# Streaming Histograms for Clojure and Java

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We’re happy to announce that we’ve open-sourced our “fancy” streaming histograms. We’ve talked about them before, but now the project has been tidied up and is ready to share.

The histograms are a handy way to compress streams of numeric data. When you want to summarize a stream using limited memory there are two general options. You can either store a sample of data in hopes that it is representative of the whole (such as a reservoir sample) or you can construct some summary statistics, updating as data arrives. The histogram library provides a tool for the latter approach.

The project is a Clojure/Java library. Since we use a lot of Clojure at BigML, the readme’s examples are all Clojure oriented. However, Java developers can still find documentation for the histogram’s public methods.

Since the histogram provides an approximation of the data’s original distribution, you can find all the basic stats you’d expect, such as mean, median, and arbitrary percentiles. You can even generate functions for the PDF and CDF. Below we show the library in action (using a Clojure REPL) while exploring a histogram built on 200K samples from a normal distribution (mean of 0, variance of 1).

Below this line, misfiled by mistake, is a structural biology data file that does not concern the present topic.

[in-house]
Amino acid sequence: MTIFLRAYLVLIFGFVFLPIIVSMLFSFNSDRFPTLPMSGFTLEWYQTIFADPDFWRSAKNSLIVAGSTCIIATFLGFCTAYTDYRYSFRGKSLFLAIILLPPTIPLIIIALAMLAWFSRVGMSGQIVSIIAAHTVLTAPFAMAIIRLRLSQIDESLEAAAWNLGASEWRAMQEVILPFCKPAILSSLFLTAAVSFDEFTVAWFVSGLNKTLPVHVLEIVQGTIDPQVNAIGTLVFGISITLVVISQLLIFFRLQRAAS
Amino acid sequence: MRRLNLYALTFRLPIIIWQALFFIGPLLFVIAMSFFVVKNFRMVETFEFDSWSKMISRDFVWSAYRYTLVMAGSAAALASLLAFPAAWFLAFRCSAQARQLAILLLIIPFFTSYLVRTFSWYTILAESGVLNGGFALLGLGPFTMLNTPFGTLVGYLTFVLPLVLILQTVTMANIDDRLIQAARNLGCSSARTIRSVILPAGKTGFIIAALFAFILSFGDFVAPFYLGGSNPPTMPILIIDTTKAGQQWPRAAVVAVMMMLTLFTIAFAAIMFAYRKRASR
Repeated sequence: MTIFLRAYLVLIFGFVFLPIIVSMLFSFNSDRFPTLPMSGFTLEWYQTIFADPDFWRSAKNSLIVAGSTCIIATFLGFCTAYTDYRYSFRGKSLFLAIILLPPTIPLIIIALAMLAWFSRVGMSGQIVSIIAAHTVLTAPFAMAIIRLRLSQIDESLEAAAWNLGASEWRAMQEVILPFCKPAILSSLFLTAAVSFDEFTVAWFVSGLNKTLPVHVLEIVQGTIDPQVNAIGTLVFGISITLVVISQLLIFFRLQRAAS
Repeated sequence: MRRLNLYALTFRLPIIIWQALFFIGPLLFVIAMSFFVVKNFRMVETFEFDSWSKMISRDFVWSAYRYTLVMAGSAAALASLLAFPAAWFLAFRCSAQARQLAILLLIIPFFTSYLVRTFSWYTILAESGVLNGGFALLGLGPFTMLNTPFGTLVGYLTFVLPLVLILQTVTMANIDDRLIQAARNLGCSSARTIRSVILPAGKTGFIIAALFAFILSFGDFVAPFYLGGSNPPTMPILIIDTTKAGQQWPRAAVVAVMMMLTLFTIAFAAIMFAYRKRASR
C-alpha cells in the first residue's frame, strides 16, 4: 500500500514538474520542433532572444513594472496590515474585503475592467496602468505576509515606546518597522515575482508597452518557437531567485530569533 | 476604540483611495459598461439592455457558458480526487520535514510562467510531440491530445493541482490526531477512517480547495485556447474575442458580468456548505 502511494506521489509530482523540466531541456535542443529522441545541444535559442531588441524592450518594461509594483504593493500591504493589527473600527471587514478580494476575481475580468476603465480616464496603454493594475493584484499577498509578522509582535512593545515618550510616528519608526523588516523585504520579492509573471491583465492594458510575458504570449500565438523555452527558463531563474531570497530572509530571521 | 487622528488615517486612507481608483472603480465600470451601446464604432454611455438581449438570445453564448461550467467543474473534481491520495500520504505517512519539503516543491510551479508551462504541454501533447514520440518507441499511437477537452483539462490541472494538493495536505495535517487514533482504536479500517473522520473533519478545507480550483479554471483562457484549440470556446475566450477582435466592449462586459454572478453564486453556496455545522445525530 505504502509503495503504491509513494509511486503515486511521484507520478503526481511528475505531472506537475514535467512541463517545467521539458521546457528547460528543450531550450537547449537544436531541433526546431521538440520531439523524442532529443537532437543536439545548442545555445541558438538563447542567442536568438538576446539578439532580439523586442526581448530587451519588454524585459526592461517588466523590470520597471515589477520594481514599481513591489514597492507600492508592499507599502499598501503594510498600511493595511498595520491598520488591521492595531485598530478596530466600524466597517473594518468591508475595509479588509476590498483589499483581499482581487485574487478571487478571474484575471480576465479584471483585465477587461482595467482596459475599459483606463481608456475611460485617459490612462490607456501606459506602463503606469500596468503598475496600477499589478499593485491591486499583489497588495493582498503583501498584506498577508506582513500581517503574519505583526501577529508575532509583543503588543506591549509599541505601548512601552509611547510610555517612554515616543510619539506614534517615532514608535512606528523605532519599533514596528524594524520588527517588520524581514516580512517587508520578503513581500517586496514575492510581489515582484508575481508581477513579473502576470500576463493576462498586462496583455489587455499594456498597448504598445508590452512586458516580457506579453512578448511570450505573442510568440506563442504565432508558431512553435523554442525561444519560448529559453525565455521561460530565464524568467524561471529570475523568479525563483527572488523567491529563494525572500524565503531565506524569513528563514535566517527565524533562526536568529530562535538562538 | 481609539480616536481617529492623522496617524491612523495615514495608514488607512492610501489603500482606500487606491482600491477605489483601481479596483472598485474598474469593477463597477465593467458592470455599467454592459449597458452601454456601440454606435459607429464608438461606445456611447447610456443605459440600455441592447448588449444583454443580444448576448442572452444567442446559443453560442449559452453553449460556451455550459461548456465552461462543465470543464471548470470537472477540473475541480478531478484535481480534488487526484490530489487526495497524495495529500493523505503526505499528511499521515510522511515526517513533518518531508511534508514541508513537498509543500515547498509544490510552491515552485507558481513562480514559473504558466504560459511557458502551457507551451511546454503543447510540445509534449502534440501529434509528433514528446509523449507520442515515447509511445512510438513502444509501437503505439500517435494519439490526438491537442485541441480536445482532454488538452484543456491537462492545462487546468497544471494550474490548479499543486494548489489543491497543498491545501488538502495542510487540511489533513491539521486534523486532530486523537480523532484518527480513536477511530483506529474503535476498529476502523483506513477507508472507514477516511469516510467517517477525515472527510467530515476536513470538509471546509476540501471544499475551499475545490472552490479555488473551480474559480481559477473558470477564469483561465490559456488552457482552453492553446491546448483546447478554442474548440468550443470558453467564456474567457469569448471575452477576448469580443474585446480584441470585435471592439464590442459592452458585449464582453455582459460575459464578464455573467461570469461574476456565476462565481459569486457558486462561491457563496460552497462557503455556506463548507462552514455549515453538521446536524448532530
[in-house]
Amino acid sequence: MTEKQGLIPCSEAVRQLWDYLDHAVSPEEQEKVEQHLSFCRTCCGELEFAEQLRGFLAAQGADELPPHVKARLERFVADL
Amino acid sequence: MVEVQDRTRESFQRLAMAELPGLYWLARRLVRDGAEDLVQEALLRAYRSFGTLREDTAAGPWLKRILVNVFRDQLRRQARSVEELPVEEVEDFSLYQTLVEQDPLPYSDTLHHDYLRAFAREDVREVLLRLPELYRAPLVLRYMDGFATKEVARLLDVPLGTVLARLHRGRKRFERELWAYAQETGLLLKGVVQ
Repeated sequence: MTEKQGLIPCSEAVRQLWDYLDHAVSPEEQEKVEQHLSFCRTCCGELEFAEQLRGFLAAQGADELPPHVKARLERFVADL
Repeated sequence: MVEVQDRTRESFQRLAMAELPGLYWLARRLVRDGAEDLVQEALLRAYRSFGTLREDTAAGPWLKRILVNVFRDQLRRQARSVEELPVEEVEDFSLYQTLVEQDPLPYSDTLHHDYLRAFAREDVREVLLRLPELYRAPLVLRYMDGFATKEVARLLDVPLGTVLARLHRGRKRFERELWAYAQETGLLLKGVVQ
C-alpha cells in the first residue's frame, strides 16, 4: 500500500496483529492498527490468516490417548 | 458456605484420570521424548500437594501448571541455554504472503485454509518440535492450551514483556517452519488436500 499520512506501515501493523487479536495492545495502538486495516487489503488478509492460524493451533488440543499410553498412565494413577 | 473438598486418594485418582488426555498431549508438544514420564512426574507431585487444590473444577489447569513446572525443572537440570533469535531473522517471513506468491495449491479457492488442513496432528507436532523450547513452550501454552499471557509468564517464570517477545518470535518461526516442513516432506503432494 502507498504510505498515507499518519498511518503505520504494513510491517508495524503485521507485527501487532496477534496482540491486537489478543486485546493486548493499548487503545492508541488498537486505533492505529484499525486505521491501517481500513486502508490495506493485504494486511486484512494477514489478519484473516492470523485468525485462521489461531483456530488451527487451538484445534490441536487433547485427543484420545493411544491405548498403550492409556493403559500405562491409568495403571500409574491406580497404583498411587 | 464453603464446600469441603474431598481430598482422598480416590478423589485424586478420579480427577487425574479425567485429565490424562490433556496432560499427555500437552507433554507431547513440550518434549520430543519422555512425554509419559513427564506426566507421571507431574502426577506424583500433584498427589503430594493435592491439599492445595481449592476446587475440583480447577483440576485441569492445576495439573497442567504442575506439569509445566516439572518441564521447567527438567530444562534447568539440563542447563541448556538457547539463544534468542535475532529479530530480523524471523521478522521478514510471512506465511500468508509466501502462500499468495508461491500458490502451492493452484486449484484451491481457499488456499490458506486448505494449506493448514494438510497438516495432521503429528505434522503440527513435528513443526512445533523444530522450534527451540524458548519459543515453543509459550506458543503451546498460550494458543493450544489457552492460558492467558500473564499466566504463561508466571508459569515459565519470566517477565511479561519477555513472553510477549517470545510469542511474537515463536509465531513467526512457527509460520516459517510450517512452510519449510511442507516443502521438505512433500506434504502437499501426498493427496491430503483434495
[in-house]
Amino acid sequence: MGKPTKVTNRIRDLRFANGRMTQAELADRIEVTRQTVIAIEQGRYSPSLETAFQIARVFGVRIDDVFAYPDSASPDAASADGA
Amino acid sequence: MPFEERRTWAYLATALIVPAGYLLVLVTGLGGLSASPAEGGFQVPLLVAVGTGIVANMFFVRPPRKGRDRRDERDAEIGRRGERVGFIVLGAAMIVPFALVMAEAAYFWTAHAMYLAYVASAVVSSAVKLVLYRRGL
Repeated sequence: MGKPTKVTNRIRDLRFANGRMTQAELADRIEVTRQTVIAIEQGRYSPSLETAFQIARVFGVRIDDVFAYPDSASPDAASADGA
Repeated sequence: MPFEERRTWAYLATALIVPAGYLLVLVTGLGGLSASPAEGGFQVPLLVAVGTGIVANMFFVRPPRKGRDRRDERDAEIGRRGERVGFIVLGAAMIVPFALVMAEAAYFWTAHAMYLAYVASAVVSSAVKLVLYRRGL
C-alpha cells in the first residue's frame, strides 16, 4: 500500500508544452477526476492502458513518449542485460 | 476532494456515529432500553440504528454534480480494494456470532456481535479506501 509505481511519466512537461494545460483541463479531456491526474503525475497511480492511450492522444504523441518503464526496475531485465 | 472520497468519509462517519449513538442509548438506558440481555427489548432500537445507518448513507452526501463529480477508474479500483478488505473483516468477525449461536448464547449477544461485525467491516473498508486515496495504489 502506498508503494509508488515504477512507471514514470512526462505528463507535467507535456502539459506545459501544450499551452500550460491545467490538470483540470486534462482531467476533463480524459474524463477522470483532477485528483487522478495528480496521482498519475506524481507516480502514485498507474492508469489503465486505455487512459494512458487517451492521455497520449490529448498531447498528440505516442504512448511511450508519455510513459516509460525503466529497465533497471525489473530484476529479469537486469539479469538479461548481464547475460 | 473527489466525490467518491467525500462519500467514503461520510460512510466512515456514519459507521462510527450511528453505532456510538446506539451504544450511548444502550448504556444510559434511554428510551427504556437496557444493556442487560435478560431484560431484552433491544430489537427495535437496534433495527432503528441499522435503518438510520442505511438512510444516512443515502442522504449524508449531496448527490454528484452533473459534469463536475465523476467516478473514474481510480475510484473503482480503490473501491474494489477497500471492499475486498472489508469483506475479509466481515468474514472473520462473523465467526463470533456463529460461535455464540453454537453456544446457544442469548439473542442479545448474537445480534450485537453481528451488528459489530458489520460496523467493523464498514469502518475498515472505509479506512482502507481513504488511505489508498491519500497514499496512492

```examples> (def hist (reduce insert! (create) ex/normal-data))
examples> (mean hist)
-0.0026
examples> (median hist)
-0.0009
examples> (variance hist)
0.9985
examples> (sum hist 0)
100077.6513
examples> (density hist 0)
80165.2707
examples> (percentiles hist 0.5 0.95 0.99)
{0.5 -0.0009, 0.95 1.6446, 0.99 2.3263}
examples> (map (cdf hist) [-2 0 2])
(0.0233 0.5004 0.9775)
examples> (map (pdf hist) [-2 0 2])
(0.0558 0.4008 0.0537)
```

The histograms have a few more tricks. Along with the primary variable the histograms can track information about secondary numeric or categorical variables. We use this feature when growing decision trees, but it could be useful whenever you want to watch for correlation between variables in a streaming context. For example, you could build a histogram on time-of-day for HTTP requests and also track the response time. With that, you might see that evenings show a spike in the number of requests and a corresponding increase in response time.

If you’re interested, there’s a lot more info on the histograms in our previous post and on the project page.  As always, feel free to share questions and comments.  Thanks!

Clone or fork the project here:

https://github.com/bigmlcom/histogram